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When Should a Living Trust be Updated?

Many people asked me whether a living trust or an estate plan is entirely done by making it once in a lifetime. However, in most cases, a living trust should be corrected and updated once or twice when the situation after the grantor's death differs from when the living trust was made.

A trustor uses a living trust to manage the estate that a beneficiary will inherit through a trustee. Generally, when an estate owner is alive, the owner takes care of the estate as a manager. However, when the owner cannot manage the estate because of serious medical issues or death, a living trust makes it possible for a secondary manager to manage the estate. This secondary manager is called a successor trustee. The successor trustee will take charge of the estate execution after the trustor's death. In general, the parents, as estate owners, are the original trustees and assign their children as successor trustees. Let's say their relatives are assigned as successor trustees because their children are under 18. When the children become adults, the living trust must be corrected to transfer the successor trustee into their children. This is because if the parents die while their relatives are the successor trustees, the relatives will control the estate execution process—it is likely to delay the estate execution or cause potential conflict with the children, the beneficiaries.

When any change happens in the list of your estate, you should correct or update your living trust accordingly. If you purchase real estate after making a living trust, you should not miss the procedure to transfer the real estate into your living trust. A living trust is a private document. In other words, public offices are not aware of the contents of your living trust, so the ownership of your new real estate will not automatically transfer into your living trust. That is to say, if you did not make a purchase agreement on an apartment in your living trust's name, you should register it in your name first and then transfer its ownership into the living trust. If you do not transfer the ownership into the living trust, the apartment will not be listed in your living trust. Then, your children must go through a probate process to inherit it. Occasionally, some people do not make a living trust but transfer their real estate into a living trust as if they had already made one. It is like loading stuff even before making a wagon. So, only after making a decent living trust should you transfer your real estate into your living trust.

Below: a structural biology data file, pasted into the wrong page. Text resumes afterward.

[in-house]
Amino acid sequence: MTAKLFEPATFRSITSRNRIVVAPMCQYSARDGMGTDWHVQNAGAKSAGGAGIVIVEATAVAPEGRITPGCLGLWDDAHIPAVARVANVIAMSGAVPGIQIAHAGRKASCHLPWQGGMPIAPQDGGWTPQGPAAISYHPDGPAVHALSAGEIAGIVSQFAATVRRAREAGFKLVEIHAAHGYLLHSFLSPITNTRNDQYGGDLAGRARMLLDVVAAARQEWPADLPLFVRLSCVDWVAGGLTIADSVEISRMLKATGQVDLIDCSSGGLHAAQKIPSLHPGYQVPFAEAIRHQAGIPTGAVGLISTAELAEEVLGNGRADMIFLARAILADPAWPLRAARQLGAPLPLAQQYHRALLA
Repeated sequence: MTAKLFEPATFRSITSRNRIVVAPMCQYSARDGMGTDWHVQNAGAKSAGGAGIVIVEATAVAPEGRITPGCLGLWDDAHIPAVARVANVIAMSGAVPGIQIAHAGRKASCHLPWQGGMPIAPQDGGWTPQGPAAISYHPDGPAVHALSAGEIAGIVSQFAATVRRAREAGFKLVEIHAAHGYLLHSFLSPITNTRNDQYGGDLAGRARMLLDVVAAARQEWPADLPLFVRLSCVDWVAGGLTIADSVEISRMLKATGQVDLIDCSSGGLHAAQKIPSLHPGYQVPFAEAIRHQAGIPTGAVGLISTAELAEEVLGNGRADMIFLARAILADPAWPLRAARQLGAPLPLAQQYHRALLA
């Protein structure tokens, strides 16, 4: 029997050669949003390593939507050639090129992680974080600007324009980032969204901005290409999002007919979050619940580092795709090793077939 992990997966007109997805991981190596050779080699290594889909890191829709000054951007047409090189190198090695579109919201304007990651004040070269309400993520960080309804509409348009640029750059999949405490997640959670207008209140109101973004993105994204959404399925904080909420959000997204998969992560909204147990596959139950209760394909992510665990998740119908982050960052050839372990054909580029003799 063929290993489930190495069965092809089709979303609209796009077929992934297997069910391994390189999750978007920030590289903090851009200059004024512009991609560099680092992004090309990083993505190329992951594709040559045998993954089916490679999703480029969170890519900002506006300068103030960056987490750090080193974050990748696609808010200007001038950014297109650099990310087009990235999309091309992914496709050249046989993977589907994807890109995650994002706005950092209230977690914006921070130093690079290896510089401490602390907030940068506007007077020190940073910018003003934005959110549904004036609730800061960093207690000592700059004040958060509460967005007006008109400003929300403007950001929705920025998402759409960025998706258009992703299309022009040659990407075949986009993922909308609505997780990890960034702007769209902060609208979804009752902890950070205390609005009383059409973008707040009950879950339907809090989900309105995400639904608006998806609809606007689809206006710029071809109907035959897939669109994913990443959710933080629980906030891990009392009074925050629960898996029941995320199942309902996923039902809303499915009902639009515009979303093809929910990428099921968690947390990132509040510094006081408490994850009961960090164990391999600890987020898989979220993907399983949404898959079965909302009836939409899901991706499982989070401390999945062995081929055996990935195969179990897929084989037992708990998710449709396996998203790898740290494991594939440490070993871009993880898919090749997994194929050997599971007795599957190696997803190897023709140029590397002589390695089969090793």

Also, when the estate law changes, the living trust must be updated or corrected. The gift and estate tax exemption amount has been changed every year. Because of this change, you may have unnecessary or inappropriate terms in your living trust according to the current estate law. In the past, many married couples transferred their estates into each spouse's living trust to maximize their estate tax exemption amount. This method is usually called "the AB living trust." However, a few years ago, the estate law was updated, so the estate tax exemption amount of the deceased spouse can be used along with the living spouse's when the living spouse deceases. Also, the amount of estate tax exemption has been increasing continuously. Accordingly, if a married couple does not have to worry about the estate tax, the AB living trust no longer needs to be used. Even if you have already made an estate plan or a living trust, you should thoroughly check whether it reflects the current estate law, whether it includes all of your real estate, and whether the successor trustees should be updated.


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